Ranked 57th in the United Nations Human Development Index, which put the country in the very high human development category, Uruguay is often referred to as the hidden gem of South America.
Ranked 1 in Latin America in Democracy (the Economist), Inclusive Development (WEF) and Low corruption perception (International Transparency), Uruguay is considered one of the most progressive countries in Latin America. Some recently passed laws that account for this are the anti-tobacco law and the legalization of state-controlled production and dispensing of marijuana. Moreover In 2008, Uruguay became the first country in Latin America to have a national civil union law, which protected both opposite-sex couples and same-sex couples, and in 2013 it became one of the first countries in the world to legalize same-sex marriage.
With a literacy rate of 97.9 percent, Uruguay was the first country in the world to provide free laptops for every child and teacher attending public schools and has recently initiated a process to provide tablets to low-income senior citizens. Uruguay is ranked #10 in the world in percentage of homes connected by optical fiber.
Traditionally, Uruguay has only one public university, the University of the Republic founded in 1849. In 2015, a new public technological university, the UTEC, started offering undergraduate degrees in Dairy Production and Management, Renewable Energy, Information Technology and Mechatronics. UTEC is a university educational program aiming at the development of advanced human capital, applied research, technological development and innovation in order to strengthen the development of the different regions of the country. Undergraduate education at the University of the Republic and UTEC is free.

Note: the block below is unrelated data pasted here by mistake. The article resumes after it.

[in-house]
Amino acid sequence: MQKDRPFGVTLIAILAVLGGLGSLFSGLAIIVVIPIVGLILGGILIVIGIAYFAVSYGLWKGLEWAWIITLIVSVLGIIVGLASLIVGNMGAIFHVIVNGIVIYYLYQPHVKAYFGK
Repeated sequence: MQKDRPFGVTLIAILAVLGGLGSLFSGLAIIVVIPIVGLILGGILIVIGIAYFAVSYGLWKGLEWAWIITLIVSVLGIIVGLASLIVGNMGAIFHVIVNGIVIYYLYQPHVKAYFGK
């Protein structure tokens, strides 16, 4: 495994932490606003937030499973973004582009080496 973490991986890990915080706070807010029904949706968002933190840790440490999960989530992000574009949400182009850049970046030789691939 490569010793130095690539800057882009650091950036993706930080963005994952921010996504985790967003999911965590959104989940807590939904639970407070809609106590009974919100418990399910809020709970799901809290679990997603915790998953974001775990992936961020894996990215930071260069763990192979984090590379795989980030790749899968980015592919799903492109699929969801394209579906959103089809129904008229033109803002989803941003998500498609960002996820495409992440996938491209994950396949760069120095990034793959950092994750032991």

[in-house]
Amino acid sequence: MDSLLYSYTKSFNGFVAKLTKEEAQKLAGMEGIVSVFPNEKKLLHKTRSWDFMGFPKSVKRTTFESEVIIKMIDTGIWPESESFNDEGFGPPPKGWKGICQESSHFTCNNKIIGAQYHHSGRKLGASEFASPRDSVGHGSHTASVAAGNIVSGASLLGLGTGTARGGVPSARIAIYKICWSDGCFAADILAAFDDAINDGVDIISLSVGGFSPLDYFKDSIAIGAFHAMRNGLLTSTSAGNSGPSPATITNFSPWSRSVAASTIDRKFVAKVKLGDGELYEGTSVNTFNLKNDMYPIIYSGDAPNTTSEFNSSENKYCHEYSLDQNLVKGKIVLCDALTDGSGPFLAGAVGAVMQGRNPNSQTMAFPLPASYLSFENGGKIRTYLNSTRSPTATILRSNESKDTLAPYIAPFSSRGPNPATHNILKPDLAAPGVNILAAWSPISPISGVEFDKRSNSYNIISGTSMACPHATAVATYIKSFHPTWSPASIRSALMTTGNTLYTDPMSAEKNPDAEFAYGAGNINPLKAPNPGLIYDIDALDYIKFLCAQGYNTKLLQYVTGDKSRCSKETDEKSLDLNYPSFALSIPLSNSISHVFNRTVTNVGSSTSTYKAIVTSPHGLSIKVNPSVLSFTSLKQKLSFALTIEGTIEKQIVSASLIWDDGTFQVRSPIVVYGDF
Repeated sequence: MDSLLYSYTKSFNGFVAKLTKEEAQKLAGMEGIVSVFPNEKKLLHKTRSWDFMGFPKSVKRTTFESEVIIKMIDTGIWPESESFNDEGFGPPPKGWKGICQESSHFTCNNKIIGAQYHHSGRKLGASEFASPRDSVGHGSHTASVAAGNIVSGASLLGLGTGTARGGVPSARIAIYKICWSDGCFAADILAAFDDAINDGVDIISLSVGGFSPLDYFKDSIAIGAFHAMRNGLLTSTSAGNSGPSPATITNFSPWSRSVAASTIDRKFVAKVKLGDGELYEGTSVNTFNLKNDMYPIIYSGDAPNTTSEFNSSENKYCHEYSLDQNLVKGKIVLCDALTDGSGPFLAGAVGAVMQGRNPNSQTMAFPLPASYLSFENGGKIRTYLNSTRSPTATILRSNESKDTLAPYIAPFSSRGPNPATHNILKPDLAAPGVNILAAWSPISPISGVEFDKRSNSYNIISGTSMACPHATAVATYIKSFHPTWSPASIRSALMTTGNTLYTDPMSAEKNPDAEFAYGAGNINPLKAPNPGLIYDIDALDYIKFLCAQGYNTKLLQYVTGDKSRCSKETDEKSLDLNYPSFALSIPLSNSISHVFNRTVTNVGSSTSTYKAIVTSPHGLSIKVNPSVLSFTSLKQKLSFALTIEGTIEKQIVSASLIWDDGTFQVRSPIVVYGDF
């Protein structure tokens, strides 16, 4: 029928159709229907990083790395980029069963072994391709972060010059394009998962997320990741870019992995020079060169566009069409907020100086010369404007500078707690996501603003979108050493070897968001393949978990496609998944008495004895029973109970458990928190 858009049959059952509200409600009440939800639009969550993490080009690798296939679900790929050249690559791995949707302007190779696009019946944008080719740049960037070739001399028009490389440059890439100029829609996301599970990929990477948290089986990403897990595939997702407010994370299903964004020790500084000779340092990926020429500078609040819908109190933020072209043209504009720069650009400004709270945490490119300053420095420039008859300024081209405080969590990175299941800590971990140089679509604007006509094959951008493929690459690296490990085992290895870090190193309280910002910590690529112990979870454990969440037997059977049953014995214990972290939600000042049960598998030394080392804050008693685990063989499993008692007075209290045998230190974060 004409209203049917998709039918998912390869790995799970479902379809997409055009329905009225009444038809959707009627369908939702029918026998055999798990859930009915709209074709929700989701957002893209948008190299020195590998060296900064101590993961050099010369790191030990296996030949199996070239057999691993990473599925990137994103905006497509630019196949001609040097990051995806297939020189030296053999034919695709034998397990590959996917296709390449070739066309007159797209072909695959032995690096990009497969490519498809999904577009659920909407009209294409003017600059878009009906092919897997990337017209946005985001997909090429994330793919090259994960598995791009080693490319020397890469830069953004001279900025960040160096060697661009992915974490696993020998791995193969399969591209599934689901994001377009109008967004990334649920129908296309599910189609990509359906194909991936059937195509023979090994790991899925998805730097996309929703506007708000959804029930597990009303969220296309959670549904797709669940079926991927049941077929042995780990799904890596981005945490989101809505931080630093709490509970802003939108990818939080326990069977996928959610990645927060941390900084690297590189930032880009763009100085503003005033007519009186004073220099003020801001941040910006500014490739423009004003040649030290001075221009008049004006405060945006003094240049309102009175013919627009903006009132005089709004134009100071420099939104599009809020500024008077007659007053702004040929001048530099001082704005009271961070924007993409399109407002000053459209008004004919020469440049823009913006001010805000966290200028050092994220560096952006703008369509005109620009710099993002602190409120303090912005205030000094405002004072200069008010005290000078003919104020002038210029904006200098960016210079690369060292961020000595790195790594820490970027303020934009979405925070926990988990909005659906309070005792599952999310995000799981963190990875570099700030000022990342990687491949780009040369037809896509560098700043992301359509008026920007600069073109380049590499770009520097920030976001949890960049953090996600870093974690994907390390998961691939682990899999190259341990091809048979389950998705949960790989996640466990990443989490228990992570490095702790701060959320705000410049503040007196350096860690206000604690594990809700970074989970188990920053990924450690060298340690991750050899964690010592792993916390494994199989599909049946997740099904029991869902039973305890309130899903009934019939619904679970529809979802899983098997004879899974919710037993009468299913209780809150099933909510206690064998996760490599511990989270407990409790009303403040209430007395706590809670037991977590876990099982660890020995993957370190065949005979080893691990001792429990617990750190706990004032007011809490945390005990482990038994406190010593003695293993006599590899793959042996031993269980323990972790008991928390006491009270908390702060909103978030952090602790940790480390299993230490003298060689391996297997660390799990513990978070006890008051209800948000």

Uruguay has four private universities: Universidad Católica del Uruguay, Universidad ORT Uruguay, Universidad de Montevideo, and Universidad de la Empresa. There are other higher education institutions such as CLAEH, the Latin American Center for Human Economy and BIOS. While most university campuses are located in the capital city of Montevideo, UTEC campuses and a few university campuses are located in the provinces.
The academic year runs from March through December with a break in July. U.S. citizens traveling on a regular passport, for a visit of less than 90 days, do not need a visa. U.S. citizens traveling for a visit of more than 90 days need a visa.
U.S. scholars will find an open, accessible and welcoming educational environment, and the country’s small size will allow for interaction with a broad range of specialists beyond their host institution. The goal of the Fulbright Scholar Program in Uruguay is to ensure scholars have a highly valuable experience, both academically and culturally, promoting mutual understanding between our two countries.
To learn more about Uruguay as a destination, visit: https://www.turismo.gub.uy/ and https://www.uruguayxxi.gub.uy/en/information-center/article/country-presentation/
If you are interested in learning about the Impact of the Fulbright Scholar Program in Uruguay: https://fulbright.org.uy/wp-content/uploads/2020/07/Informe-60-a%C3%B1os-Fulbright.pdf
If you have any questions please email Program Officer Patricia Vargas email@example.com
As you prepare your Fulbright application, we encourage you to read the information on the Centers for Disease Control and Prevention’s website.